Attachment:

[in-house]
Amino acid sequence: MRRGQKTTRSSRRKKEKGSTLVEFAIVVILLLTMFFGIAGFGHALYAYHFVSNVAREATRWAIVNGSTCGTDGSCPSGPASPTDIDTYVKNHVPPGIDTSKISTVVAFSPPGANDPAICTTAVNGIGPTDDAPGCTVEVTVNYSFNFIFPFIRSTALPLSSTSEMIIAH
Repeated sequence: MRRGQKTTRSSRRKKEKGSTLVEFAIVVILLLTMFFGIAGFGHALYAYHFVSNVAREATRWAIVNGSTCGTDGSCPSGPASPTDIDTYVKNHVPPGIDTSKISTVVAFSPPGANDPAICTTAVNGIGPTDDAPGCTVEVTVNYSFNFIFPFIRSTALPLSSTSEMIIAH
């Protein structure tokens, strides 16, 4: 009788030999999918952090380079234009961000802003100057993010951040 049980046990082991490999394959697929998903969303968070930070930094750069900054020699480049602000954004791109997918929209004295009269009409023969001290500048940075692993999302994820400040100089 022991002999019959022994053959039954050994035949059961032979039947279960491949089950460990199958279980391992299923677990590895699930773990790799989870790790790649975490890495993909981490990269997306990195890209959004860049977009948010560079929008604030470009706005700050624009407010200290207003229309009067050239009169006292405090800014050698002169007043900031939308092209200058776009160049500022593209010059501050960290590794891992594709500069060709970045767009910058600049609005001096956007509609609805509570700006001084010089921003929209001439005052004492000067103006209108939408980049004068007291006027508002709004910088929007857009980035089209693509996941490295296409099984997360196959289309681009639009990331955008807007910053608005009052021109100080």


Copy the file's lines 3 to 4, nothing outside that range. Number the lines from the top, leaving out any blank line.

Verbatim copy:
Repeated sequence: MRRGQKTTRSSRRKKEKGSTLVEFAIVVILLLTMFFGIAGFGHALYAYHFVSNVAREATRWAIVNGSTCGTDGSCPSGPASPTDIDTYVKNHVPPGIDTSKISTVVAFSPPGANDPAICTTAVNGIGPTDDAPGCTVEVTVNYSFNFIFPFIRSTALPLSSTSEMIIAH
């Protein structure tokens, strides 16, 4: 009788030999999918952090380079234009961000802003100057993010951040 049980046990082991490999394959697929998903969303968070930070930094750069900054020699480049602000954004791109997918929209004295009269009409023969001290500048940075692993999302994820400040100089 022991002999019959022994053959039954050994035949059961032979039947279960491949089950460990199958279980391992299923677990590895699930773990790799989870790790790649975490890495993909981490990269997306990195890209959004860049977009948010560079929008604030470009706005700050624009407010200290207003229309009067050239009169006292405090800014050698002169007043900031939308092209200058776009160049500022593209010059501050960290590794891992594709500069060709970045767009910058600049609005001096956007509609609805509570700006001084010089921003929209001439005052004492000067103006209108939408980049004068007291006027508002709004910088929007857009980035089209693509996941490295296409099984997360196959289309681009639009990331955008807007910053608005009052021109100080």